Yoram Lass

Yoram Lass former director of Israel's Health Ministry
Yoram Lass, former director of Israel's Health Ministry, on the hysteria around Covid-19.

Countries across the world have been in lockdown for months in response to the coronavirus pandemic. The costs of the policy are enormous - in terms of life, liberty and the economy. But is it worth it to save lives? Yoram Lass was once the director-general of Israel's Ministry of Health. Lass is a staunch critic of the lockdown policy adopted in his native Israel and around the world. He has described our response to Covid-19 as a form of hysteria. spiked caught up with him to find out more.

Comment: See also:


USA

For fellowship - Even if it means hell on Earth

Coronavirus
© Eric Peters Auto
As Solzhenitsyn pointed out in his classic book, The Gulag Archipelago, creating a nightmare of evil is easy if you can convince people they are laboring on behalf of heaven on earth.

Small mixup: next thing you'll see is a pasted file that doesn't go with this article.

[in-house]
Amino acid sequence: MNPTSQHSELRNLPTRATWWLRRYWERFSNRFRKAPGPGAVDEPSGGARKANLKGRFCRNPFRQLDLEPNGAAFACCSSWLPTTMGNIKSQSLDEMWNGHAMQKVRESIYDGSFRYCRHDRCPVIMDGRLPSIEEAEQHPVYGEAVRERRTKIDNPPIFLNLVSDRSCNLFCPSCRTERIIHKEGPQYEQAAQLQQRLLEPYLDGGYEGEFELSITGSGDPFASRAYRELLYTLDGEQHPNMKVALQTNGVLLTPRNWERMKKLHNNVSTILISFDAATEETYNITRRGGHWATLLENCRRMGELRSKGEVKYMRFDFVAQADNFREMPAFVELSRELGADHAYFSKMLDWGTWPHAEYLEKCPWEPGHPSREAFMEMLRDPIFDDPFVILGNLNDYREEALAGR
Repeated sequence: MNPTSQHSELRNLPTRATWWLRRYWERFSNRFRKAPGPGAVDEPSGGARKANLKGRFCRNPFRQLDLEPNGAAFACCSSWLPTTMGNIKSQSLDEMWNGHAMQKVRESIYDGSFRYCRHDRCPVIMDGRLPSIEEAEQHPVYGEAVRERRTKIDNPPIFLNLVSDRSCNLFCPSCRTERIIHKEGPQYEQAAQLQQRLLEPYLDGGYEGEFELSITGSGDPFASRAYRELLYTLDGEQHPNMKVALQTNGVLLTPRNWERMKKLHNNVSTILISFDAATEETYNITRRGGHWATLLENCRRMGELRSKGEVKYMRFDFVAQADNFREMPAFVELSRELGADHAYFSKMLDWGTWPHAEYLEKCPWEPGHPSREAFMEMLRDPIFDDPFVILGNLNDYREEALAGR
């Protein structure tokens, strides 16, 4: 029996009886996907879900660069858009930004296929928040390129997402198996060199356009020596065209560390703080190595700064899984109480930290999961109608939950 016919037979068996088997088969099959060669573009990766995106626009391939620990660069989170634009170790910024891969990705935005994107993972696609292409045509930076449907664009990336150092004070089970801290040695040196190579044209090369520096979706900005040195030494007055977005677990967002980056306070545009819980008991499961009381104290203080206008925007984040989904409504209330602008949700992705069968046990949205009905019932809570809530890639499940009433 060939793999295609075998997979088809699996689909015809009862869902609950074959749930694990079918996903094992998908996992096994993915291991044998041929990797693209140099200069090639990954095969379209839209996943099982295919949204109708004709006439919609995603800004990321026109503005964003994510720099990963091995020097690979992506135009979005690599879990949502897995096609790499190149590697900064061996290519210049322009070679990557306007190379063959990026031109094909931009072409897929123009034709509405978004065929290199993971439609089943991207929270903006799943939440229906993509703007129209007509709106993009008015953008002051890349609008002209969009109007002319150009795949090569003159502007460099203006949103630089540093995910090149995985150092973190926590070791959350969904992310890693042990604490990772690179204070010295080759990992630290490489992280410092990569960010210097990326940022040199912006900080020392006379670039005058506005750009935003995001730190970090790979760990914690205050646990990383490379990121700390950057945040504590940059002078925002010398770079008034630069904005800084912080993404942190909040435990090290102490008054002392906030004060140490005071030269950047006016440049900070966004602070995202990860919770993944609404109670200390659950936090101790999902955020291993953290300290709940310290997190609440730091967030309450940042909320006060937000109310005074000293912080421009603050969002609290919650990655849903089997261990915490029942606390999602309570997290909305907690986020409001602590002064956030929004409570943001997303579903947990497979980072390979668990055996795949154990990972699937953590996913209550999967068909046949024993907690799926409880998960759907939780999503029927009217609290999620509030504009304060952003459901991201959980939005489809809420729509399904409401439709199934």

Then they will do unimaginable things. Like the things happening right now. And more to come.

Sickness Psychosis is being sold as a virtue - and the corollary is that it's not virtuous to question it. This will inevitably devolve into something much more ominous. After all, people are dying!

Do you want people to get sick?

Wearing a Mask
© Eric Peters Auto
People who don't wear Fear Masks and refuse to pretend these are "necessary" are already being painted as selfish and uncaring. They will be painted as evil and then criminal people.

And what happens then? Does it need elaboration?

This is all so obvious to a thinking brain. Not a genius brain. Just one capable of following the inexorable logic of things. That principles matter - and that surrendering them for expedience or any other reason is lethal.

But this ability to follow the inexorable logic of things - which must be developed - has been purposefully stifled in millions of people, as in the old Soviet Union - chiefly via "public" education and social pressure - such that we now have a Sovietized population not only ready but champing at the bit to "do good" - as they are told.